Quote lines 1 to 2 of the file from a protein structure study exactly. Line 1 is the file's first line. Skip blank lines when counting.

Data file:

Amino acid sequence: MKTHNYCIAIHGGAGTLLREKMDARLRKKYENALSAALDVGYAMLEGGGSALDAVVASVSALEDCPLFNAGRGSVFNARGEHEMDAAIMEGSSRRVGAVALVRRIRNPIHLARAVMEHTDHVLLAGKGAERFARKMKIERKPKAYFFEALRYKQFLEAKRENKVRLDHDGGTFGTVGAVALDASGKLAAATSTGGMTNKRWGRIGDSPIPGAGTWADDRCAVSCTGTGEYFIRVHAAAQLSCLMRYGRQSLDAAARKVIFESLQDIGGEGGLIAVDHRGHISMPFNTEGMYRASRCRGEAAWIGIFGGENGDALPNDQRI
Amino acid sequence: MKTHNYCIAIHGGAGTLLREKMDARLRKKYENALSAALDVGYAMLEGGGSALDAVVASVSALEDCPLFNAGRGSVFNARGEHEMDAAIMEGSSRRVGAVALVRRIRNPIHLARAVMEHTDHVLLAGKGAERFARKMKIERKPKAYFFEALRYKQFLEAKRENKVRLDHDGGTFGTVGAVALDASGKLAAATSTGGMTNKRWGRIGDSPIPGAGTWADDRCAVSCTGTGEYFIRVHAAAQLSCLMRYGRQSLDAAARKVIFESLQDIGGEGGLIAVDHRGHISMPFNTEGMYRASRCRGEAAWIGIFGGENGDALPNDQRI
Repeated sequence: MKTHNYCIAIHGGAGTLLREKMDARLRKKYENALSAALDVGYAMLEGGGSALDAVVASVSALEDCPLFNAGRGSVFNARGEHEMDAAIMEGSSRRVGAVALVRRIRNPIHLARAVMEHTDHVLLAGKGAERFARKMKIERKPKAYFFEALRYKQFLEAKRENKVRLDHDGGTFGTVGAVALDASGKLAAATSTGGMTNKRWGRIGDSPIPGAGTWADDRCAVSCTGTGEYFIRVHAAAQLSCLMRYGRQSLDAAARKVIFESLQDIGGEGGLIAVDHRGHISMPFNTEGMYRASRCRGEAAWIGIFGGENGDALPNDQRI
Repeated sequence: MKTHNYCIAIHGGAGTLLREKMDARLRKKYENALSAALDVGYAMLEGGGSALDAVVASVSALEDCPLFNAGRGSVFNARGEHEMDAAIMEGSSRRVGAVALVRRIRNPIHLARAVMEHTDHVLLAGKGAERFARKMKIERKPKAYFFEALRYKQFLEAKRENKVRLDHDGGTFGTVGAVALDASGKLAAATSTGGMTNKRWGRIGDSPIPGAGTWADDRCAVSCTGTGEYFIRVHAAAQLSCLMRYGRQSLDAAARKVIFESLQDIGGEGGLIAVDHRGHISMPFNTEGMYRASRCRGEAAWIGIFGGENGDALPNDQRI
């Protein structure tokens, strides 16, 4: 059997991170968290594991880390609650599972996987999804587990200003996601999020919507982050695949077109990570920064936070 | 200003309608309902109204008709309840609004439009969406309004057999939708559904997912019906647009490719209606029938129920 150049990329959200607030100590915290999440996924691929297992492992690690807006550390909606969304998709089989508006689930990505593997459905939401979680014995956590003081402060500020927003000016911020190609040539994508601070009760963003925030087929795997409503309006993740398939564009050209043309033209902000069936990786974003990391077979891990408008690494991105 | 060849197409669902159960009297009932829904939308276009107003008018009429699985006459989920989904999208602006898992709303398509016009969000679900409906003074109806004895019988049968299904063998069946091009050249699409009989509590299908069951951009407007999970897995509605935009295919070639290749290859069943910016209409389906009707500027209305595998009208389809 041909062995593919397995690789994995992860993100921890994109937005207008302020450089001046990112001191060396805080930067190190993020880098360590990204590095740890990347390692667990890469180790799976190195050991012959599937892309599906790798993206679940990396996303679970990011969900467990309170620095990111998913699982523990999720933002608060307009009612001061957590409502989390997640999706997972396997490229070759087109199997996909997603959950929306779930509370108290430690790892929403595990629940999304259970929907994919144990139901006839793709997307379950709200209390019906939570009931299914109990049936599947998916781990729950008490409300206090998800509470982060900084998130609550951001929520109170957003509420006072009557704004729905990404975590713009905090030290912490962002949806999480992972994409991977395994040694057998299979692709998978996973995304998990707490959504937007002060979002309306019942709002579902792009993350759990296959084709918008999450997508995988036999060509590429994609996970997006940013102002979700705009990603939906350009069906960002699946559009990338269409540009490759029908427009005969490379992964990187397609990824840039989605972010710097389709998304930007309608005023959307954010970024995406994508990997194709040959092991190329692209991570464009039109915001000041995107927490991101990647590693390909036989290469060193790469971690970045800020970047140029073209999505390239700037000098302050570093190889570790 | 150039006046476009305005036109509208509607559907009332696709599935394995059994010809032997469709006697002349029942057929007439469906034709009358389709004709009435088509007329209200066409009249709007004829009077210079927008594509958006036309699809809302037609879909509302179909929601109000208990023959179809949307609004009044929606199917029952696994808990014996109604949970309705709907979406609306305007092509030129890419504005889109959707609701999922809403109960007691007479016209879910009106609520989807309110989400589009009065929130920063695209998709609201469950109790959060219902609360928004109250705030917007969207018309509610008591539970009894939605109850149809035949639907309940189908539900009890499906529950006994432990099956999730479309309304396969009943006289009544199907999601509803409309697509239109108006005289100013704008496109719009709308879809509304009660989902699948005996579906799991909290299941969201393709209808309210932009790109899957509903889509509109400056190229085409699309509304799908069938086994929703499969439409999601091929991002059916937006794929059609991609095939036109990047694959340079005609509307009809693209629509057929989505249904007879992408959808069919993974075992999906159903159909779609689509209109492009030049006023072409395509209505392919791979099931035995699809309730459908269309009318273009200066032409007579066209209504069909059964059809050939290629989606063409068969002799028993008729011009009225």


Amino acid sequence: MKTHNYCIAIHGGAGTLLREKMDARLRKKYENALSAALDVGYAMLEGGGSALDAVVASVSALEDCPLFNAGRGSVFNARGEHEMDAAIMEGSSRRVGAVALVRRIRNPIHLARAVMEHTDHVLLAGKGAERFARKMKIERKPKAYFFEALRYKQFLEAKRENKVRLDHDGGTFGTVGAVALDASGKLAAATSTGGMTNKRWGRIGDSPIPGAGTWADDRCAVSCTGTGEYFIRVHAAAQLSCLMRYGRQSLDAAARKVIFESLQDIGGEGGLIAVDHRGHISMPFNTEGMYRASRCRGEAAWIGIFGGENGDALPNDQRI
Amino acid sequence: MKTHNYCIAIHGGAGTLLREKMDARLRKKYENALSAALDVGYAMLEGGGSALDAVVASVSALEDCPLFNAGRGSVFNARGEHEMDAAIMEGSSRRVGAVALVRRIRNPIHLARAVMEHTDHVLLAGKGAERFARKMKIERKPKAYFFEALRYKQFLEAKRENKVRLDHDGGTFGTVGAVALDASGKLAAATSTGGMTNKRWGRIGDSPIPGAGTWADDRCAVSCTGTGEYFIRVHAAAQLSCLMRYGRQSLDAAARKVIFESLQDIGGEGGLIAVDHRGHISMPFNTEGMYRASRCRGEAAWIGIFGGENGDALPNDQRI